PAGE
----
Watching the Oscars is probably like sitting in the kitchen and eating ice cream right out of the carton, but it only comes once a year, so view with impunity.
Now…if they could only move it to Saturday night. The damn thing goes past midnight and people have to work the next day, don’t you know!
Oh, and here’s the famous Niven clip.
There’s a certain delicate symmetry when a person’s birth city and death city are the same.
Harold Ramis has such a line on his biography.
Born: November 21, 1944; Chicago, IL.
Died: February 24, 2014; Chicago, IL.
Ramis, the comedic actor/director who passed away Monday from a rare and painful vascular disease, was as Chicago as wind, deep dish pizza and crooked elections. If you cracked him open you’d have found a Cubs cap and a megaphone.
Ramis was always smirking. He had that twinkle in his eye, as if he knew something you didn’t. When it came to movie making and laugh making, he did.
Ramis was one of the leaders of a band of merry men and women who yukked it up at the original Second City improvisational theater group in Chicago, starting in the late-1960s. He was hardly alone when it came to finding fame later, but his imprint on American filmmaking puts him near the head of the class.
Ramis’s first role on the big screen saw him smirking all the way through 1981′s “Stripes,” the comedy he co-wrote and starred in with Bill Murray, directed by Ivan Reitman. Three years later, Ramis again took to the typewriter—this time with co-star Dan Aykroyd—and wrote “Ghostbusters.”
As the years went on, Ramis found more fortune staying behind the scenes, writing killer dialogue, physical comedy and directing the same.
Ramis’s body of work as a writer and/or director reads like so many film critics’ Top 25 lists of comedy vehicles.
“Caddyshack”; “National Lampoon’s Vacation”; “Groundhog Day”; “Analyze This”; “Analyze That”; “Meatballs”; “Stripes”; “Ghostbusters”; “The Office” (TV); “National Lampoon’s Animal House.”
That’s some serious comedy, right there. Iconic stuff.
And, of course, there was the transformation of Second City’s magic of improv from stage to small screen, when Ramis was a lead writer in the 1970s and ’80s on “SCTV,” produced out of Canada, when Toronto joined Chicago as a major contributor of raw talent that would go on to bigger and better things.
You’ve heard of John Candy, right?
Ramis spun his work off “SCTV” and made his foray into film, and we laughed and laughed.
Harold Ramis: 1944-2014
In the “I am not making this up” department, Ramis once worked in a mental institution in St. Louis for seven months.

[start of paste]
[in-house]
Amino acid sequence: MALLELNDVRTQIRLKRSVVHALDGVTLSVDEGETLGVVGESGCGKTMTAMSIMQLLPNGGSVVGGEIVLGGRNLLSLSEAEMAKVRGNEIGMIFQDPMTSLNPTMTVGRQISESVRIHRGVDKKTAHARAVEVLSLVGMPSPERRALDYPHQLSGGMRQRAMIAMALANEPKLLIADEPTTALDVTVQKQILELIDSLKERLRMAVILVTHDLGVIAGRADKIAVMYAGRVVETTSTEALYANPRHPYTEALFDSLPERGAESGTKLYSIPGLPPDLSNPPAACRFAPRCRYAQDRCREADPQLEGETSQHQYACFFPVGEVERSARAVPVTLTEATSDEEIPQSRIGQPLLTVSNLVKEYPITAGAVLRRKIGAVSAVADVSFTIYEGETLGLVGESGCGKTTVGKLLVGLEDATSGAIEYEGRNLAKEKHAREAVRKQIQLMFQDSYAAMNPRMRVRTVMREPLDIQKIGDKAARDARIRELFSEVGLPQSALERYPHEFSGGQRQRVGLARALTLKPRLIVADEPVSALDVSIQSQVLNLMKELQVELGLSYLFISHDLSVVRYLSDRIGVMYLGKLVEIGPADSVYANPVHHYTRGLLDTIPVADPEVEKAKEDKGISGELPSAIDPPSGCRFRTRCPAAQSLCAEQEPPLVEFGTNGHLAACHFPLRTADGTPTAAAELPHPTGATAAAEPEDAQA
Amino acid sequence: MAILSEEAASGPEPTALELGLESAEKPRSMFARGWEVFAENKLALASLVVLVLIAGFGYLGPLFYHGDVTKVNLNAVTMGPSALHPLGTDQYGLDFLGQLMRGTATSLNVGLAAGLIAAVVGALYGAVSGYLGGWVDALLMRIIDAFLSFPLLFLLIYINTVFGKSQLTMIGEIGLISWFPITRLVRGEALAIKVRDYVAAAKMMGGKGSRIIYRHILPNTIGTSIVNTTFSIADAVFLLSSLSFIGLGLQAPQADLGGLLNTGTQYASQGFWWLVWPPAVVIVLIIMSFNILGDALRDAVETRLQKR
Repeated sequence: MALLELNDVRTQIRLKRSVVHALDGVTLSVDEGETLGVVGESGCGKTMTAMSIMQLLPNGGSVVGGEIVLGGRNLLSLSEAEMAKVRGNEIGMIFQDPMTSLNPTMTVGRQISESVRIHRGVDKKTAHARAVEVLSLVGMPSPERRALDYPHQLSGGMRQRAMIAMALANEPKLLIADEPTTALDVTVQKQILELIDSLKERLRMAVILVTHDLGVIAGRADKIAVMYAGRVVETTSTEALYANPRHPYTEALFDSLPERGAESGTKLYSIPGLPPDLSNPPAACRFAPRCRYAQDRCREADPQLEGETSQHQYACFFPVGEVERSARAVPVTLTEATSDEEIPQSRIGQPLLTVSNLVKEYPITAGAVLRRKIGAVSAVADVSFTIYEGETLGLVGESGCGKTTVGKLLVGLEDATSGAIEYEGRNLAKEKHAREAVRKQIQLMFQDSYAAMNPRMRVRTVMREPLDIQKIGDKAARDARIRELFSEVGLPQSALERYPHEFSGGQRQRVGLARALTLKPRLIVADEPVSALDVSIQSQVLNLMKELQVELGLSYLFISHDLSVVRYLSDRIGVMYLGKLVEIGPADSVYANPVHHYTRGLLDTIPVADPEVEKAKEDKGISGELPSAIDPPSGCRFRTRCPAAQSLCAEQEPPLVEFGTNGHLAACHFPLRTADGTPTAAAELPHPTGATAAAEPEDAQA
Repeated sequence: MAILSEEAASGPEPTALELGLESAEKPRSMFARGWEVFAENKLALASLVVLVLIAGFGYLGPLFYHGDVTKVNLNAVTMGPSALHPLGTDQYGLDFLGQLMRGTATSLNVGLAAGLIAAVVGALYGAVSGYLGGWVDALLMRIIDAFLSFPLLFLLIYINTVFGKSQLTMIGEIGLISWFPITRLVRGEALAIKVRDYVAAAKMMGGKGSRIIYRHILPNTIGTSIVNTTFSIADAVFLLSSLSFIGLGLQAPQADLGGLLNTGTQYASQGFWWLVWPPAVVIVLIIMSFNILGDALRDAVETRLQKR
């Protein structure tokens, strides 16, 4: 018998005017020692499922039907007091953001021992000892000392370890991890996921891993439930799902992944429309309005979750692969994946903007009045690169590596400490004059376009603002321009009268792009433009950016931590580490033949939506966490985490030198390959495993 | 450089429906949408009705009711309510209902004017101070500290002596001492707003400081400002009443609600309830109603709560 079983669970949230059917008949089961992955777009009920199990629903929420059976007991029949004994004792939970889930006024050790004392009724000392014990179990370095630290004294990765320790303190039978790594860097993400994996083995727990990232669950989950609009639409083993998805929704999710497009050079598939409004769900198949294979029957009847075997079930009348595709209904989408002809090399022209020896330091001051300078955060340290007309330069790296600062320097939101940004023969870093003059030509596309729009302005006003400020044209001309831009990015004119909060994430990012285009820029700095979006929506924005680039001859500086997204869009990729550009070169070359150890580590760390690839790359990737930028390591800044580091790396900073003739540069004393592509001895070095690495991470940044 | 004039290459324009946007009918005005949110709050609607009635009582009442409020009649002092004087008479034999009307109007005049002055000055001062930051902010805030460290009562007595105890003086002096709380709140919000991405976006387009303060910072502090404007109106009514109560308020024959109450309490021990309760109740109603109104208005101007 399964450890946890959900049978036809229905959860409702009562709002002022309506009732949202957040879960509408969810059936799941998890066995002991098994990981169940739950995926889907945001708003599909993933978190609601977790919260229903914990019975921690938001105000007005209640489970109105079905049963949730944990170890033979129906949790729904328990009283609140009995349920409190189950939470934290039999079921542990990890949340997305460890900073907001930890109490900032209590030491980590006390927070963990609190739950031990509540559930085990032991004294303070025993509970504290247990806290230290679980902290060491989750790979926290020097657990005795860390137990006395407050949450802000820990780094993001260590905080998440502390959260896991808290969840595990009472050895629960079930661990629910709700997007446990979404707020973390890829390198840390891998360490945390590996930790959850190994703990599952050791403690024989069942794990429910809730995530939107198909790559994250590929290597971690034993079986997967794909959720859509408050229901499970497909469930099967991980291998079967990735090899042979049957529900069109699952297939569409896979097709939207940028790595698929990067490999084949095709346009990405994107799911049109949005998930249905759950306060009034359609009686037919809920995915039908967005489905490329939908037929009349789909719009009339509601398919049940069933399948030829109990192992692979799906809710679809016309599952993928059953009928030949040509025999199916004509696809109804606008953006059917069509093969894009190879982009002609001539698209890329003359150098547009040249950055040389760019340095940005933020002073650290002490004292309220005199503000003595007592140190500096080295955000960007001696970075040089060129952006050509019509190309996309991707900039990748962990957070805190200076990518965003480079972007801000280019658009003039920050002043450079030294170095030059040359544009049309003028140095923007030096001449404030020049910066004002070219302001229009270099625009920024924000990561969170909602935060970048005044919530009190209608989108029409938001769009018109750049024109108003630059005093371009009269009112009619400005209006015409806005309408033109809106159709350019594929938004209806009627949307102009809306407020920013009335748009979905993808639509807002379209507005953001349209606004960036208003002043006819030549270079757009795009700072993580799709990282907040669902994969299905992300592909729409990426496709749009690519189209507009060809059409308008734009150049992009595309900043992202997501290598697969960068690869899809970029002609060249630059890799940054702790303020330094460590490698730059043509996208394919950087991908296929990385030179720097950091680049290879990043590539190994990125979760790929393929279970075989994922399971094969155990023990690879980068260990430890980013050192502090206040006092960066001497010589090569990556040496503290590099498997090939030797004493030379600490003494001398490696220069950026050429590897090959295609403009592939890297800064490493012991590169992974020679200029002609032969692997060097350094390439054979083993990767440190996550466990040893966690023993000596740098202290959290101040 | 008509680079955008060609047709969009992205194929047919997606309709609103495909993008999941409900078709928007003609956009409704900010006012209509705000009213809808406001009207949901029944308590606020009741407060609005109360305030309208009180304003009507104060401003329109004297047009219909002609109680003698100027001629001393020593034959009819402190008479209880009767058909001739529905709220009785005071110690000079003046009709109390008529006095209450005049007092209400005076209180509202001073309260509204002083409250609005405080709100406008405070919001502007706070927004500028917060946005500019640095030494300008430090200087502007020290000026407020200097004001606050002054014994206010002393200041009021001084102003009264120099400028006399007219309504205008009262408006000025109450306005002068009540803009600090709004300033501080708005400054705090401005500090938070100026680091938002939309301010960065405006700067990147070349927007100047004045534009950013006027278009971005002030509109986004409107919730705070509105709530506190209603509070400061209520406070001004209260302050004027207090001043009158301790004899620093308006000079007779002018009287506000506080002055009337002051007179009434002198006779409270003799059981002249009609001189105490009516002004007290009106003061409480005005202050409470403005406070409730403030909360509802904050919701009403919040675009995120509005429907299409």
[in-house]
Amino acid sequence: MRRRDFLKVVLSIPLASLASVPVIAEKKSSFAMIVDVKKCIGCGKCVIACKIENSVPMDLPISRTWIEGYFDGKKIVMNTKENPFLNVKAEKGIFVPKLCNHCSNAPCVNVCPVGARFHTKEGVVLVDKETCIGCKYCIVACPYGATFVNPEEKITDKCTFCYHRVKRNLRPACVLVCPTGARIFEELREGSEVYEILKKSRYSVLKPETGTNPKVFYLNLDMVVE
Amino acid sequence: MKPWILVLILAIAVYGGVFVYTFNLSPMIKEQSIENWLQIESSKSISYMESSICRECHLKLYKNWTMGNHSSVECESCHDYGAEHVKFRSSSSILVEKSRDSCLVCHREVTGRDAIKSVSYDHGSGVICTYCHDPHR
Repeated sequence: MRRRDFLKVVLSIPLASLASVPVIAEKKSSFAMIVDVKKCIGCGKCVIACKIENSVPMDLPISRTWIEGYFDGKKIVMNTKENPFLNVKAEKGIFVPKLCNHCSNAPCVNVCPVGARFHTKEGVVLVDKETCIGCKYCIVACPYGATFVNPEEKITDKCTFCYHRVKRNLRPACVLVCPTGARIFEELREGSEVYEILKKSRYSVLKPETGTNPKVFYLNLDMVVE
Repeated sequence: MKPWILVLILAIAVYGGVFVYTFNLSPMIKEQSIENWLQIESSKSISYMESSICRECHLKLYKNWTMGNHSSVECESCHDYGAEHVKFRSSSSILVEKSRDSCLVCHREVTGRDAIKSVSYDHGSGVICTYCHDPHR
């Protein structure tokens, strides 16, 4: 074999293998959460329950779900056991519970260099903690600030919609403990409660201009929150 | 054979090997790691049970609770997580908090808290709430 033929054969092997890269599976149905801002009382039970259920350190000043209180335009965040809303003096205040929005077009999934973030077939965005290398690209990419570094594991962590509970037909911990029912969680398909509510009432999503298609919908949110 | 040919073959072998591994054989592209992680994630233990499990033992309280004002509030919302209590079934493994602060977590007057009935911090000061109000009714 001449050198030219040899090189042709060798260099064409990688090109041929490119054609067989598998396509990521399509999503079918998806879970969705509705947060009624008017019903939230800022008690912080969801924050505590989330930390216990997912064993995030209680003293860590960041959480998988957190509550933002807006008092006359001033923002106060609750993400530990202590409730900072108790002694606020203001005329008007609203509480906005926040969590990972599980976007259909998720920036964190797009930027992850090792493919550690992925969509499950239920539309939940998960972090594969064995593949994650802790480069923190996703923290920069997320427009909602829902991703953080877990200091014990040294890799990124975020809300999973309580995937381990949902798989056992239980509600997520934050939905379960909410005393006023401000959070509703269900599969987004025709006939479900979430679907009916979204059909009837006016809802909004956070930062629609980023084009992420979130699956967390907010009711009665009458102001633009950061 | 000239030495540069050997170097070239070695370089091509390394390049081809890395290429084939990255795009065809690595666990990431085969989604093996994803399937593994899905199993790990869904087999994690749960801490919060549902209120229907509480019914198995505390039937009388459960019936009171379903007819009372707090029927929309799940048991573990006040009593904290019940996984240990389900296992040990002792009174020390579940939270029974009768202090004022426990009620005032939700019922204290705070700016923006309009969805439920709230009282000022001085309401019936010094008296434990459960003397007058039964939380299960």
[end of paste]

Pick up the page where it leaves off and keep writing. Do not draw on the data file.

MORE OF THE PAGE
“(The experience) prepared me well for when I went out towork with actors,” Ramis once said. “People laugh when I say that, but it was actually very good training. And not just with actors; it was good training for just living in the world. It’s knowing how to deal with people who might be reacting in a way that’s connected to anxiety or grief or fear or rage. As a director, you’re dealing with that constantly with actors.”
Sadly, the man who brought us to tears of laughter and split our sides so often, had a painful and debilitating end as he battled his rare vascular disease.
Vasculitis develops when the body’s immune system turns on its network of veins and arteries. Blood vessels become inflamed, restricting the flow of blood or cutting it off entirely, according to the National Institutes of Health.
Ramis was first diagnosed a few years ago.
Coming from someone who should know, having worn both hats, Harold Ramis once gave his analysis of the roles of writer and director.
“I always claim that the writer has done 90 percent of the director’s work.”
However you choose to slice it, there’s no number crunching needed with this: Harold Ramis made people laugh.
Today, Chicago is a little less windy, the deep dish pizza a little colder. Even the Cubs are worse off.
A few weeks ago, hurried and on my lunch break, I stepped into the Barnes and Noble bookstore in downtown Royal Oak. My goal was simple: purchase a newspaper.
Every Friday I cash my paycheck in Royal Oak and then take in lunch somewhere in town. But I’m one of these people who can’t eat alone if I don’t have something to read. Hence the newspaper.
My usual provider, the gas station by the bank, was out of papers, so I remembered B&N.
The bank took longer than usual, so the sands in the hourglass were dwindling. But hey, it’s only a newspaper, right?
The newspapers at B&N are located behind the cashier’s counter. They’re not self-serve.
So first I had to wait for a cashier, which knocked off precious seconds from my meal time. But that wasn’t the worst part. The worst part came when I voiced my request.
“Detroit News,” please, I said to the college-aged cashier.
He retrieved it. I had my dollar ready, eager to pay, leave, and look for sustenance to jam down my throat.
He needed to scan the newspaper, and that took a few tries before it beeped.
“Are you a Rewards member?” he asked.
No, I am not, I told him, as I jabbed the dollar toward him.
“E-mail please?” he asked.
My jaw dropped.
“For a newspaper?”
He gave me a sheepish look. “I just want to see if you’re in the system.”
Again, I said, “For a newspaper?” although with much more irritation in my voice.
By this time I sort of tossed the dollar toward him. But he still clutched my newspaper, holding it hostage.
He could see that I was not a happy camper—my annoyance was hardly subtle—and he looked at his co-worker, as if unsure of what to do with a man who just wanted to buy a newspaper and who wasn’t a Rewards member and who didn’t want to provide his e-mail address in order to purchase said newspaper.
I had had enough.
“I’m in a hurry. Can I just please have my newspaper?” I said.
Finally he relinquished it.
Now, this entire exchange obviously took less time than it did for you to read about it, but when you’re in a hurry and all you want to do is buy a newspaper for one dollar and you can’t do it without being asked about memberships and e-mails, your stomach grumbling, each second translates to ten times its length.